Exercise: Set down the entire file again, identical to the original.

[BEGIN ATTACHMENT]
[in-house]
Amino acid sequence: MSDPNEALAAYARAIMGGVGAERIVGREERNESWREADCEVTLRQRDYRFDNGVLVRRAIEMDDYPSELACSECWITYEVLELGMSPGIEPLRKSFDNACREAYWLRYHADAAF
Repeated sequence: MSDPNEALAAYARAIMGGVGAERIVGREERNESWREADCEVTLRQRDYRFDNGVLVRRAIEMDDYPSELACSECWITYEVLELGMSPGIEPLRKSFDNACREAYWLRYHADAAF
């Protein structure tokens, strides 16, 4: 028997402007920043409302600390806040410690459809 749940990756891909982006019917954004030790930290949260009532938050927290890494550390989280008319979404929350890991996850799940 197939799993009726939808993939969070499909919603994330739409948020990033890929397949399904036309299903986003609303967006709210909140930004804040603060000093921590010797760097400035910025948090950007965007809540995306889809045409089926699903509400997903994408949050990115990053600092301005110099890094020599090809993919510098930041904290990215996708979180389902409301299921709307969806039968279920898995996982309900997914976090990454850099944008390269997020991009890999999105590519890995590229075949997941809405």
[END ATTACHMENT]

[in-house]
Amino acid sequence: MSDPNEALAAYARAIMGGVGAERIVGREERNESWREADCEVTLRQRDYRFDNGVLVRRAIEMDDYPSELACSECWITYEVLELGMSPGIEPLRKSFDNACREAYWLRYHADAAF
Repeated sequence: MSDPNEALAAYARAIMGGVGAERIVGREERNESWREADCEVTLRQRDYRFDNGVLVRRAIEMDDYPSELACSECWITYEVLELGMSPGIEPLRKSFDNACREAYWLRYHADAAF
């Protein structure tokens, strides 16, 4: 028997402007920043409302600390806040410690459809 749940990756891909982006019917954004030790930290949260009532938050927290890494550390989280008319979404929350890991996850799940 197939799993009726939808993939969070499909919603994330739409948020990033890929397949399904036309299903986003609303967006709210909140930004804040603060000093921590010797760097400035910025948090950007965007809540995306889809045409089926699903509400997903994408949050990115990053600092301005110099890094020599090809993919510098930041904290990215996708979180389902409301299921709307969806039968279920898995996982309900997914976090990454850099944008390269997020991009890999999105590519890995590229075949997941809405």